Maui Business

OHA Awards Three Maui Non-Profits Over $800K

April 19, 2013, 9:58 AM HST
* Updated April 19, 2:30 PM
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By Sonia Isotov

The Office of Hawaiian Affairs has awarded $826,377 in grants to three community-based organizations on Maui that have tied their missions to helping improve conditions for Native Hawaiians.

Among the three organizations, the Queen’s Medical Center has received the largest grant of $443,177 for their Mauli Ola project. Mauli Ola provides activity programs in Hana, such as gardening, walking, lauhala weaving and fish netting that will decrease obesity, improve blood pressure, and improve physical functioning and psychology well-being.

A grant of $200,000 will also be awarded to the Boys and Girls Club of Maui for their Ho’ona’auao program which helps develop good study habits for students ages 11-17. This program will target a total of 336 youth members through the Power Hour homework assistance program.


The third Maui organization to receive funding from OHA is the Kipahulu Ohana’s Mo’omeheu program which will receive $183,200 to support cultural practitioners by providing the plant resources needed in their practice as well as connecting the community and others to the lo’i.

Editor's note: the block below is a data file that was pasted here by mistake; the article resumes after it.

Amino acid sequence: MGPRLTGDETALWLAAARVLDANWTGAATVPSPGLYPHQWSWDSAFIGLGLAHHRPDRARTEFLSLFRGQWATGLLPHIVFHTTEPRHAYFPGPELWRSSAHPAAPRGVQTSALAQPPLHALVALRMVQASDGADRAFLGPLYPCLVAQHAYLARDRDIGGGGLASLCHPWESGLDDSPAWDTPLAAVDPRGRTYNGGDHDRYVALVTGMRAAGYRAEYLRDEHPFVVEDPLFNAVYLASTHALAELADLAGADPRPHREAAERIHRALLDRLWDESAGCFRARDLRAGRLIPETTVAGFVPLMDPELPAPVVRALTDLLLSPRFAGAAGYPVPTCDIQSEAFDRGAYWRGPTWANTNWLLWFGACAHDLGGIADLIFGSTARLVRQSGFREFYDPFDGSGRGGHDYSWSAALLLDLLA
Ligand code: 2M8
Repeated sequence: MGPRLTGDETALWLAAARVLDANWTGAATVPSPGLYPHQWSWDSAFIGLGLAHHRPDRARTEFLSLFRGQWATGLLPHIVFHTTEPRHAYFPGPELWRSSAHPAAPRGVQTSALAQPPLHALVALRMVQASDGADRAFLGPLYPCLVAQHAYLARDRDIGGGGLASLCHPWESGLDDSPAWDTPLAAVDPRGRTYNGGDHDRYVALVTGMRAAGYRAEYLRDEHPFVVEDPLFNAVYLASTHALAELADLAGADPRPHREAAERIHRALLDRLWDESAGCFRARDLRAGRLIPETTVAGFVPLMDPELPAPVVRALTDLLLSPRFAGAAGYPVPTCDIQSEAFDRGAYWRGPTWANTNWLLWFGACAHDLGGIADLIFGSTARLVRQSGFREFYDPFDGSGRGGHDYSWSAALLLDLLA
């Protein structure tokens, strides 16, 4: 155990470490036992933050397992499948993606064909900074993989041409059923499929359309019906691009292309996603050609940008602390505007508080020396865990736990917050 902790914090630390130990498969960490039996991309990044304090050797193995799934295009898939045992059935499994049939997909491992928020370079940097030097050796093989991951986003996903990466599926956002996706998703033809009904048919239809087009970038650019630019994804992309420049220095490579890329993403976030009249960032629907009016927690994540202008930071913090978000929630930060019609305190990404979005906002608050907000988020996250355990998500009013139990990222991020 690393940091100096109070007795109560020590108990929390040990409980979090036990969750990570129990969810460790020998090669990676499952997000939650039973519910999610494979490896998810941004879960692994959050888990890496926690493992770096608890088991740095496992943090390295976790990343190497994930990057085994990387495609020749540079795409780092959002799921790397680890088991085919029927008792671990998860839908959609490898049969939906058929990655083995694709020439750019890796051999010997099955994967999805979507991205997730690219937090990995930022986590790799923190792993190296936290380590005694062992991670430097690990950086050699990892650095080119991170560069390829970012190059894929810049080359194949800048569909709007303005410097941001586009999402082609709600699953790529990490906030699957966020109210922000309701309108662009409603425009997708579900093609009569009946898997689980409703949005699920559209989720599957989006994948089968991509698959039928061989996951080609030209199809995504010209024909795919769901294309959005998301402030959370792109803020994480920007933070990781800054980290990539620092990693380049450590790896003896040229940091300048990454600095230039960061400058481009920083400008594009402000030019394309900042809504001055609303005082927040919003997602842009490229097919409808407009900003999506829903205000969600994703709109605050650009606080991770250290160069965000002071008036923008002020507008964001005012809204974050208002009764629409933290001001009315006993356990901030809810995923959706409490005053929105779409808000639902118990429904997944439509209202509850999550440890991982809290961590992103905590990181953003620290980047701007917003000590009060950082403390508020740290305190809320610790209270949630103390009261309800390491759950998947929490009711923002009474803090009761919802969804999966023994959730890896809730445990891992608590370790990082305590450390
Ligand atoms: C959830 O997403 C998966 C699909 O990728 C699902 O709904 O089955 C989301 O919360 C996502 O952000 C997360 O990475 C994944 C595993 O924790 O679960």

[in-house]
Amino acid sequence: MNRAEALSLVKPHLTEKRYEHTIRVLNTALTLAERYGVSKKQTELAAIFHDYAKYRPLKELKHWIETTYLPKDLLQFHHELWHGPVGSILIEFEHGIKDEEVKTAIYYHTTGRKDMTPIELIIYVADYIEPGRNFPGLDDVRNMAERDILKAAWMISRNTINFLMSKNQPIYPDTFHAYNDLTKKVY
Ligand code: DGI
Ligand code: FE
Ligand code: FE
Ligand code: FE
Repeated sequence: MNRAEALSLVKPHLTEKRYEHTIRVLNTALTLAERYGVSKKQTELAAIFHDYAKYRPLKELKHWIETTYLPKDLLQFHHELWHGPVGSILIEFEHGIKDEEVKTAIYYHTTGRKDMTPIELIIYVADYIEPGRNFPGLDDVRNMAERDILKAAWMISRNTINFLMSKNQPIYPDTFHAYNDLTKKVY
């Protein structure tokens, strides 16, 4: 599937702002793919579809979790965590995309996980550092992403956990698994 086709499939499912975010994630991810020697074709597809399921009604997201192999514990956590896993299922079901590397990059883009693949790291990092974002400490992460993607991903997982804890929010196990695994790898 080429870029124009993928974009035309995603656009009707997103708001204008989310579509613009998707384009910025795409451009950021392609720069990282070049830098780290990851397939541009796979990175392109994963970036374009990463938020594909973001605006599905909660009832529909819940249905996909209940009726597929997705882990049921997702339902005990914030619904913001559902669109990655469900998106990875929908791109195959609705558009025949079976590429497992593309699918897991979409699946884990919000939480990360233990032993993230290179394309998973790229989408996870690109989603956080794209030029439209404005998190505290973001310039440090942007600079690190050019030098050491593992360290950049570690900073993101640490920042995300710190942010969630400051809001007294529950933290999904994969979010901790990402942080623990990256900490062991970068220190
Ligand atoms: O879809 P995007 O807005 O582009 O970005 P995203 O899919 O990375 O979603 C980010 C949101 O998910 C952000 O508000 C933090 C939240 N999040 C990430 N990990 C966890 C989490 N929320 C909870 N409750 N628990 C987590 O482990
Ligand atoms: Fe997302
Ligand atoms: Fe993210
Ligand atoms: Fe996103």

“The important work these organizations do has inspired our confidence and support,” said Colette Machado, the chairperson of OHA, in a media statement released today. “We look forward to seeing many positive results from their efforts to help improve a sense of overall well-being among Native Hawaiians.”

Statewide, OHA  has awarded $8 million in grants to 32 community-based organizations. More than 6,200 Native Hawaiians are expected to directly benefit from the grant money that addresses such OHA priorities as combating obesity, improving middle as well as high-school test scores, and increasing housing stability. The 32 non-profit groups were selected from 146 applications for OHA grant money.

The grant money received by the 32 non-profit organizations will also fund programs that fit into a variety of other OHA priorities, ranging from preserving culture and raising family income, to protecting land and supporting pre-natal care.

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